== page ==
Napoleon Zervas

ζερβας

General, Captain of EDES (1891 – 1957)

Napoleon Zervas was a statesman and general who played a protagonistic role in the events that took place during 1941-1949, the most difficult times of modern Greek history. A dynamic, brave and determined individual, Zervas founded and led the most significant resistance movement in Greece, fighting against Greece’s most formidable enemies simultaneously: the German Occupation Axis and the Communists.

In 1910 he was admitted as a volunteer in the military. He fought in the Balkan Wars in 1912-1913 as well as against the Germans and the Bulgarians in Macedonia in 1917. As an ardent proponent of Eleutherios Venizelos during the National Schizm, Zervas was imprisoned by the Metaxas regime. Soon afterwards, when Nazi Germany invaded Greece in 1941, Zervas founded the National Republican Greek League (EDES from Greek ΕΔΕΣ), the most powerful resistance group in Greece.

As leader of EDES, Napoleon Zervas and his men fought relentlessly against the Germans while simultaneously receiving attacks from EAM-ELAS, the communist army led by Aris Velouchiotis. The battles in which EDES participated were numerous and of great importance. The first operations began on October 1942, when Napoleon Zervas and EDES, having insufficient weaponry confronted the Italians. On November, 1942, together with the help of the British they detonated the Gorgopotampos viaduct.

Zervas and his men had devoted their entire lives to the war, battling with extraordinary heroism, displaying acts of self-sacrifice in the name of freedom. From 1942 to 1947, Zervas and the members of EDES fought continuously in every battle of the resistance, day and night. By 1943, EDES’ army comprised of 3500 men.

In 1944 he liberated Ioannina and saved Epirus from falling into the hands of the Germans and the Cham Albanians. Furthermore, he rescued and protected the children of the Cham Albanians after they were abandoned by the fleeing Albanians in Epirus. Zervas attempted to negotiate terms of co-operation with ELAS, who not only rejected his terms, but turned against him and all other resistance movements with the aim of exterminating them all. Zervas was accused of having co-operated with the Germans, especially by the communists, something which never happened.

After the war, Zervas joined politics. He founded his own political part and was elected member of the Parliament several times. He held different ministries under different governments for a short period of time, without notable success. Nevertheless, he was the most powerful and competent general during the years 1941-1947, whose contributions to the war have been invaluable. It is estimated that without his service to the country, Greece would have succumbed to the communists and would have become part of the Autonomous Macedonian Country of Soviet influence.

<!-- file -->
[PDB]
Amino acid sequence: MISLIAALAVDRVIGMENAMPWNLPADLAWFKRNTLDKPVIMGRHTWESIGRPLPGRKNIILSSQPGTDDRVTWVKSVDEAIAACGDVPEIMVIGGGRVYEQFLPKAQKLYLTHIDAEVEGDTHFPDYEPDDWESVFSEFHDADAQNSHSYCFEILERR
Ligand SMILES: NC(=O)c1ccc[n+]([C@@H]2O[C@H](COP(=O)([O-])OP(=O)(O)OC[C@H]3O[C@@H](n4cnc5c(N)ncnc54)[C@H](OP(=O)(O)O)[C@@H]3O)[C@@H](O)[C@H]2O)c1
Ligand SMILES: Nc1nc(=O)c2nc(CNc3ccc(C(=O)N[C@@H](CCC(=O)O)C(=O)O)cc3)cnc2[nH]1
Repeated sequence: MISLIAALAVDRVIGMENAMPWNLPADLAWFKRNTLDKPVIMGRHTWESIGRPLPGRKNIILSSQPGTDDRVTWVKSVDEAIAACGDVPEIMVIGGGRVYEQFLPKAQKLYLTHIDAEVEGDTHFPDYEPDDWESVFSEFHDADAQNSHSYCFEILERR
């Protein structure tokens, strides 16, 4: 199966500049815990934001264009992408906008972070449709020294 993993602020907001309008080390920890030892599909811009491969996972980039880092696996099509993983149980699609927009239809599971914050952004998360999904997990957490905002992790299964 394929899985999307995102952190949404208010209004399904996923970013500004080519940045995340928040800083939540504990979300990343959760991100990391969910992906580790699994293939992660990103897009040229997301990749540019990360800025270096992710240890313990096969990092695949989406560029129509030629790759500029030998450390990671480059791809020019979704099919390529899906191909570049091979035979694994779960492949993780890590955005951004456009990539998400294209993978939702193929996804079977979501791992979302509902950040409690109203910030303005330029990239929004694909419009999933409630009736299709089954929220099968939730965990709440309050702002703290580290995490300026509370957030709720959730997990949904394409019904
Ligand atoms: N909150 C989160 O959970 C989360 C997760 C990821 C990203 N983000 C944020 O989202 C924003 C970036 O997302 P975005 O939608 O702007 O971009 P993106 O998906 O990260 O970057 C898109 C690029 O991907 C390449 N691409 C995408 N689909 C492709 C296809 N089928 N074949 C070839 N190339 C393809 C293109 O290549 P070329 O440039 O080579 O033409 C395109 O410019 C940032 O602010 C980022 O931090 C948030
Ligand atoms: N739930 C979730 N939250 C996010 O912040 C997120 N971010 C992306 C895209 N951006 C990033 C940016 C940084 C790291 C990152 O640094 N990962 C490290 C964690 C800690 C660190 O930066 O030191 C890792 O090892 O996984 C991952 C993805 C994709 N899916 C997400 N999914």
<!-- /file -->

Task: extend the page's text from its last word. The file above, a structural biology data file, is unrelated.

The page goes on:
Bibliography

  1. Barbis, Kostas. 1941 -1949 Έτη Αγώνων, Θυσιών και Αίματος, 3 tomes. Athens: Pelasgos publications, 2008. Print.
Advertisements
Napoleon Zervas

Phocion

ΦΩΚΙΩΝ

General, Statesman (c.402 BC – 317 BC)

Phocion was an Athenian general and statesman, widely renowned for his bravery, prudence and sophrosyne, which earned him the nickname “The Good” ( χρηστὸς). A man of humble descent, Phocion was a student of Plato and Xenocrates at the Academy of Athens. He believed strongly in the unification of the Greeks as a common force and placed the good of Greece above his own. His virtues and military excellence frequently made him the opposition of Demosthenes, who drew the Athenians on his side with his captivating rhetoric speeches.

Phocion came from a poor family and had thus learned to live his life as a poor, as he considered simplicity a virtue. Alexander the Great thought that it was shameful for a king to have Phocion as a friend and thus one day sent him a large sum of money. When Phocion asked Alexander what they were for, the latter told him that he gave him the money because Phocion was just.

At the age of 26, Phocion began participating in military campaigns. In the Battle of Naxos, where the Athenians won against the Spartains during the Peloponnesian War, Phocion was in charge of the left division of the fleet. Like Isocrates and Aristotle, Phocion, in spite of being a skilled general, was against wars and civil conflicts between the Greeks. He had expressed the need of Pan-hellenism, where all Greeks would stand united against their common enemy. This, however, placed him in the epicenter of the political scene, clashing with the demagogues of Athens, most importantly, Demosthenes, who enticed the Athenians to oppose Philip.